Dutch researchers stopped a clinical trial due to the deaths of 11 babies from a lung disease after their mothers were treated with the drug sildenafil, commonly sold as Viagra and Revatio, while pregnant, Amsterdam University Medical Center announced Monday.
The mothers were part of a clinical trial to evaluate the safety and effectiveness of the erectile dysfunction drug on unborn babies who had severe fetal growth restriction and who faced significant risk of being stillborn or dying after birth, according to a study that detailed the design and protocol of the clinical trial.
The mothers were part of a trial to evaluate the drug for unborn babies with severe fetal growth restriction
Researchers found that sildenafil was associated with a blood vessel disease in babies' lungs
Half of the 183 mothers in the trial had been treated with sildenafil while the other half were treated with a placebo. At the time they were treated, the mothers did not know which treatment they were receiving, which is standard in clinical trials.
"Fetal growth restriction happens when the growing fetus doesn't get enough nutrients or oxygen from the placenta," said neonatologist Dr. Mohan Pammi, medical director of the neonatal intensive care unit at Texas Children's Pavilion for Women in Houston, who was not involved in the Dutch study.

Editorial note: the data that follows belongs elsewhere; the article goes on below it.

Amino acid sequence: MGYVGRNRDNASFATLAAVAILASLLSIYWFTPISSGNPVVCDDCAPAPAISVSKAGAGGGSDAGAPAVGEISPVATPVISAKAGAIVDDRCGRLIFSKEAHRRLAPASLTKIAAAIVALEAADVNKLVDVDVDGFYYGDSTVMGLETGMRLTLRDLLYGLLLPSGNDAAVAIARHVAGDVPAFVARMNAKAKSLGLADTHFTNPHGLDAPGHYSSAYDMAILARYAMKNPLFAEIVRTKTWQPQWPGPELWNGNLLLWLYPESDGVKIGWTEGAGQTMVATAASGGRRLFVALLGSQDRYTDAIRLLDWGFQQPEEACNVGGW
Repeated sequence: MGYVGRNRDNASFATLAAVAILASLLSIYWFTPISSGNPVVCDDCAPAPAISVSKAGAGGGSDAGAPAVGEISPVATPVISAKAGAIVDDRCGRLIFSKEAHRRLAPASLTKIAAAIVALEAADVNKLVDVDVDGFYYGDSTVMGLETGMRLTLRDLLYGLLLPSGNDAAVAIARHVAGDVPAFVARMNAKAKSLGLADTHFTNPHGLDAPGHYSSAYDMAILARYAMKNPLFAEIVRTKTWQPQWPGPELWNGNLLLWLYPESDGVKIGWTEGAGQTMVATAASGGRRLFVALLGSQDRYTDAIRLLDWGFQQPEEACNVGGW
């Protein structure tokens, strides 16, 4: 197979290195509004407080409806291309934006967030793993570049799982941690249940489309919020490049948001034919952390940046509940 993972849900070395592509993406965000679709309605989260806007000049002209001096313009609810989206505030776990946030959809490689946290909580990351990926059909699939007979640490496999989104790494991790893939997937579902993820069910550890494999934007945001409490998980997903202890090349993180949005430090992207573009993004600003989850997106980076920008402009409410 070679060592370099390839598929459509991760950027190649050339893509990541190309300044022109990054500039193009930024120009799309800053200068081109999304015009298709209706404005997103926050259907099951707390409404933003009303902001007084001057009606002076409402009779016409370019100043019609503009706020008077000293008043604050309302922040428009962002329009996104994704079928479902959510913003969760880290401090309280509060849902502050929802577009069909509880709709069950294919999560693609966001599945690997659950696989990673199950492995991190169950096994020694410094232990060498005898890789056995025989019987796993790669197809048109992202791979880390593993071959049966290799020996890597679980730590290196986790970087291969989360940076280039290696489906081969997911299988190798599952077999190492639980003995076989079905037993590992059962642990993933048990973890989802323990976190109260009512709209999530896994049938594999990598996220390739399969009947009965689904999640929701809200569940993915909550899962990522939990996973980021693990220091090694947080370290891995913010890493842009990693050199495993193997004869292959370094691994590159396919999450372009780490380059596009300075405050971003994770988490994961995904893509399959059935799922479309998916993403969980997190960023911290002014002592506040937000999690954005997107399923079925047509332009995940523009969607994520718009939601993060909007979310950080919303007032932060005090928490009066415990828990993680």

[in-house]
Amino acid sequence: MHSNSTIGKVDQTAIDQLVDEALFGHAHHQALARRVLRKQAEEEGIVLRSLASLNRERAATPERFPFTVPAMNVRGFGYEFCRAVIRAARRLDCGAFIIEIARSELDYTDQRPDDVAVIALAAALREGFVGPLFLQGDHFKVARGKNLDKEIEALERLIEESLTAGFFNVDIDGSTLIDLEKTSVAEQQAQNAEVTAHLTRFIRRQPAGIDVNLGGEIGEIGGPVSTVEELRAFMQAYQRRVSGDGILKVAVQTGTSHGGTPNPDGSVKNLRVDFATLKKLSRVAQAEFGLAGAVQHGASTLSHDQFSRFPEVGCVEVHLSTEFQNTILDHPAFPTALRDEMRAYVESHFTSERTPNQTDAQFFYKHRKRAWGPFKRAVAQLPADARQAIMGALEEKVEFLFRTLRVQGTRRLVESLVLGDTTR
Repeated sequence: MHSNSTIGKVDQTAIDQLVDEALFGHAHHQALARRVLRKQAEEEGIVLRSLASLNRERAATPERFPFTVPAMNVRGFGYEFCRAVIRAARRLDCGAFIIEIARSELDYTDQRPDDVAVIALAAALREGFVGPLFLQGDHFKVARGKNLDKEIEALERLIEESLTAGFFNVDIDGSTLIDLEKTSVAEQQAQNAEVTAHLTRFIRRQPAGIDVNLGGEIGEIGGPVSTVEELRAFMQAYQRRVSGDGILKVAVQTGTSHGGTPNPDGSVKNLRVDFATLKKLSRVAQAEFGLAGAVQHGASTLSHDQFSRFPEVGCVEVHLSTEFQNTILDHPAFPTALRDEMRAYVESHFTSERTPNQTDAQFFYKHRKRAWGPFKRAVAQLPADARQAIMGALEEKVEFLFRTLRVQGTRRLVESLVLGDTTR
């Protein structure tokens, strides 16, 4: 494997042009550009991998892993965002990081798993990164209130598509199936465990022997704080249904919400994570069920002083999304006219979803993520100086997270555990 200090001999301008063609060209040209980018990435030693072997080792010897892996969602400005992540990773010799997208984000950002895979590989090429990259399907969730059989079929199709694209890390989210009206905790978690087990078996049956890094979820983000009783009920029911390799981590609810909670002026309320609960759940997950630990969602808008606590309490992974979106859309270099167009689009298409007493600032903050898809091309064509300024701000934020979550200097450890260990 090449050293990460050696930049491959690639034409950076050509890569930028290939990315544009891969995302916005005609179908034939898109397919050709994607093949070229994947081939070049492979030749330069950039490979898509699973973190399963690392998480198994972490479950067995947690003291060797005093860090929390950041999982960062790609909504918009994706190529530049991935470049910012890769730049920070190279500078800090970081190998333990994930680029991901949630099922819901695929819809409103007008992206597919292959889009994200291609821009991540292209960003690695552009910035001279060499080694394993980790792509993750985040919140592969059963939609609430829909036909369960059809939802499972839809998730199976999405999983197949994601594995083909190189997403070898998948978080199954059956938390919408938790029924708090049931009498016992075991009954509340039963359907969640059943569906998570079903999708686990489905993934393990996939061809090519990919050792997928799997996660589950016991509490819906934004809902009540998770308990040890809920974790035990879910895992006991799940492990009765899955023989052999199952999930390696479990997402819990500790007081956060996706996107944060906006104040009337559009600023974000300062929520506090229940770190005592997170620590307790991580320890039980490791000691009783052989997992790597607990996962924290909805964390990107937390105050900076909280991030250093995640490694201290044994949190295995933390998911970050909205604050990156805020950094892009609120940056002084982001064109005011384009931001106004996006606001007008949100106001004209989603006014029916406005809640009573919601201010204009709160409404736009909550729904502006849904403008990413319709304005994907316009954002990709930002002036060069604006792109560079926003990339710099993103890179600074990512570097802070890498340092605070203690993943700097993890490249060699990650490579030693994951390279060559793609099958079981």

It sometimes occurs because the mother has high blood pressure, uncontrolled diabetes or a condition called preeclampsia, he added. And babies born too small can experience a host of problems, including smaller head sizes, lack of blood flow to the intestines and death.
The hope was that the drug "can open up some blood vessels in the placenta and then can help the growth of the fetus," Pammi said.
But the Dutch researchers found that sildenafil was associated with the babies developing a blood vessel disease in the lungs and with an increase in the risk of death after birth. The condition is essentially a type of high blood pressure in the lungs.
A similar UK trial, the results of which were published in December, found no difference in neonatal deaths, and no adverse affects were linked to the drug. But that trial also failed to show a benefit.
High blood pressure in the lungs' vessels has been linked to low birth weight, Pammi noted.
According to the statement from Amsterdam University Medical Center, 183 women had participated in the clinical trial at 11 locations in the Netherlands since it began in 2015. Ninety-three women were treated with the drug, and 90 were treated with the placebo, or dummy pill.
Nineteen babies born to the women treated with the drug died, 11 of them due to the lung disorder. Six babies were born with the lung disorder and survived. In comparison, nine babies born to women treated with the placebo died, but none of them had the lung disorder. Three babies with the lung disorder were born to women who were treated with the placebo, and they all survived.
The statement from the medical center said sildenafil is sometimes used to treat women whose babies seem to not be growing well and noted that the practice will probably be discontinued. This is in line with the conclusion by the authors of the UK study, which recommended that "clinicians worldwide should stop prescribing sildenafil for this indication outside of research studies with explicit participants' consent."